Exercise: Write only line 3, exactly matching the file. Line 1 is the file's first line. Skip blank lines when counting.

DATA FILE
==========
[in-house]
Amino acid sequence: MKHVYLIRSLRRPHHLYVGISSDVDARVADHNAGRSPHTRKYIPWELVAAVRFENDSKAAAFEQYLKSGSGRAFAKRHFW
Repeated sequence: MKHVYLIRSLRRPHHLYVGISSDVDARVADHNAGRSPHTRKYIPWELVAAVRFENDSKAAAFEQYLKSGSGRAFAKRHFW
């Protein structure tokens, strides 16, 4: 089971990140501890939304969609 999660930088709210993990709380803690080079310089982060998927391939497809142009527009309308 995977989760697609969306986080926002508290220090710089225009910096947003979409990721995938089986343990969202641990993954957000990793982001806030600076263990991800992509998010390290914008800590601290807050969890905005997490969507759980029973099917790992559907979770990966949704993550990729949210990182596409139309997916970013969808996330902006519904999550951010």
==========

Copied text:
Repeated sequence: MKHVYLIRSLRRPHHLYVGISSDVDARVADHNAGRSPHTRKYIPWELVAAVRFENDSKAAAFEQYLKSGSGRAFAKRHFW